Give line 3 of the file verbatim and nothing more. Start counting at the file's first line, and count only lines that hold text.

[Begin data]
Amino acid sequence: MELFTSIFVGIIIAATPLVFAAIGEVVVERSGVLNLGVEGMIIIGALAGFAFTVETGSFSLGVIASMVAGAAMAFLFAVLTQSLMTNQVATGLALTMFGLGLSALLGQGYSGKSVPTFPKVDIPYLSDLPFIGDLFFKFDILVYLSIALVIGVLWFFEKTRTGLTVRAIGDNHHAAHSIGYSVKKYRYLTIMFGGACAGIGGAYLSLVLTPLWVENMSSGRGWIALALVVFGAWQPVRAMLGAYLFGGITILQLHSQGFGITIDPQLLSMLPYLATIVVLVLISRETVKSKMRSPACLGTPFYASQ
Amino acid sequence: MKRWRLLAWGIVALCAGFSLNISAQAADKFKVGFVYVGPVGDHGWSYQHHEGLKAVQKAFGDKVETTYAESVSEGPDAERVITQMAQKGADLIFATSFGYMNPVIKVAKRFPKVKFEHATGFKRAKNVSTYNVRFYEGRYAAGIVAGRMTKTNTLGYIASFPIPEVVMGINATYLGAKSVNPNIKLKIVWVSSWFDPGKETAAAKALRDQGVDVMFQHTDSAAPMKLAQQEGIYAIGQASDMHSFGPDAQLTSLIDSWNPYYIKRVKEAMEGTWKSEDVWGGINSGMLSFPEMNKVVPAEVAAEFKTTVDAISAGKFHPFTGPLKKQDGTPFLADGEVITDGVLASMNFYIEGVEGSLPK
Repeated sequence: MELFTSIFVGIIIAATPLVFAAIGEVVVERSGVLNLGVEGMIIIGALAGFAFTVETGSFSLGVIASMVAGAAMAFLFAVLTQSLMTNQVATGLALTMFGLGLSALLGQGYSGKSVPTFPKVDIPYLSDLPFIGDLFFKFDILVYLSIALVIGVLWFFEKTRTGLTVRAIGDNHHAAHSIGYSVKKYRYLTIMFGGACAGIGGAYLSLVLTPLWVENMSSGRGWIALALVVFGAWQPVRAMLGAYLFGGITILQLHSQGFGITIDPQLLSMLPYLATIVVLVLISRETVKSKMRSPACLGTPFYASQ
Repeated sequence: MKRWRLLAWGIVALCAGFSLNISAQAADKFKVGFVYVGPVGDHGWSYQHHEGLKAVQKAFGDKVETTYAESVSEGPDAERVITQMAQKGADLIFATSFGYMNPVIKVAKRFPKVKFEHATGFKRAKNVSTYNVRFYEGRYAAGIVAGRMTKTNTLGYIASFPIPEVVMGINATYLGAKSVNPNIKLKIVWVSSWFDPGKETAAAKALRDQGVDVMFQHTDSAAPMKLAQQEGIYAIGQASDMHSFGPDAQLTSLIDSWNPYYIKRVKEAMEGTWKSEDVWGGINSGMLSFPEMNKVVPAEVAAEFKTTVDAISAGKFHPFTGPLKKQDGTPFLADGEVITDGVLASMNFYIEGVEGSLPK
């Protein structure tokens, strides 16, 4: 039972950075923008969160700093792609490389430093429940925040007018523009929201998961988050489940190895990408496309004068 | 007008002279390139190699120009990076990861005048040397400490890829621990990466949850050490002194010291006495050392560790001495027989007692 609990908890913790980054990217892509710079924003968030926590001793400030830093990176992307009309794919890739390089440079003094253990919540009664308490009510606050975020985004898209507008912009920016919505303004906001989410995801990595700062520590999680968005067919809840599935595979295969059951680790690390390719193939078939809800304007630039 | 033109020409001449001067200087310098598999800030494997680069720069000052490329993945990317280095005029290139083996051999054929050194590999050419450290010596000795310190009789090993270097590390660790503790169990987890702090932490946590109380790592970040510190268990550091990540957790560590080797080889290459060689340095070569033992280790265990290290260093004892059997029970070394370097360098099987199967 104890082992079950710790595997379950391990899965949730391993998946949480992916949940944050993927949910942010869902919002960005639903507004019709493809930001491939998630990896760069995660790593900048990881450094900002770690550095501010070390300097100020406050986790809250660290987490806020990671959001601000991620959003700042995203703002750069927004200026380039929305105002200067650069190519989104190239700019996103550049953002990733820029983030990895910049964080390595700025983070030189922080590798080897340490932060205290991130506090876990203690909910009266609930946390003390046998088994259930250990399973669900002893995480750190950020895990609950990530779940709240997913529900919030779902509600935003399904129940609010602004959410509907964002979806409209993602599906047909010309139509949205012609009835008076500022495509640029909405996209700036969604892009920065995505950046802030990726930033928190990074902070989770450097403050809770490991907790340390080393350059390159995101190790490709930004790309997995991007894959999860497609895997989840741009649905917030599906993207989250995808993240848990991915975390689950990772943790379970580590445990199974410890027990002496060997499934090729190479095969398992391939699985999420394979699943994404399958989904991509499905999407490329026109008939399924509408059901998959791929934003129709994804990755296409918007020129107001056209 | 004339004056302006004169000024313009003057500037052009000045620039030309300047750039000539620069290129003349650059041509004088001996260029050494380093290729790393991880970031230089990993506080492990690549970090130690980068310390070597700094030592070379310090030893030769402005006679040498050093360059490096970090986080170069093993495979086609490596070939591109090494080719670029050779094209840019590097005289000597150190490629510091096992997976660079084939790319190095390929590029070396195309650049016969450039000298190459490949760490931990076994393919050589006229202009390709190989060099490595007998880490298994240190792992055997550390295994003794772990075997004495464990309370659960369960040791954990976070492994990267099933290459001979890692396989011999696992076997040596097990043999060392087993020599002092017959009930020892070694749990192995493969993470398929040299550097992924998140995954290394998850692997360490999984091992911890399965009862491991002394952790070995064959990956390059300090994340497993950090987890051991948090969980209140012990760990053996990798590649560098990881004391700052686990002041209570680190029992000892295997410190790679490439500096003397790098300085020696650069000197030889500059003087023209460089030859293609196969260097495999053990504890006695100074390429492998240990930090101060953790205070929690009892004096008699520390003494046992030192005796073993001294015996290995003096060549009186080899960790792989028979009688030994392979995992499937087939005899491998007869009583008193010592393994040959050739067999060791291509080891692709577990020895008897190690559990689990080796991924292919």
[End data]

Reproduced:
Repeated sequence: MELFTSIFVGIIIAATPLVFAAIGEVVVERSGVLNLGVEGMIIIGALAGFAFTVETGSFSLGVIASMVAGAAMAFLFAVLTQSLMTNQVATGLALTMFGLGLSALLGQGYSGKSVPTFPKVDIPYLSDLPFIGDLFFKFDILVYLSIALVIGVLWFFEKTRTGLTVRAIGDNHHAAHSIGYSVKKYRYLTIMFGGACAGIGGAYLSLVLTPLWVENMSSGRGWIALALVVFGAWQPVRAMLGAYLFGGITILQLHSQGFGITIDPQLLSMLPYLATIVVLVLISRETVKSKMRSPACLGTPFYASQ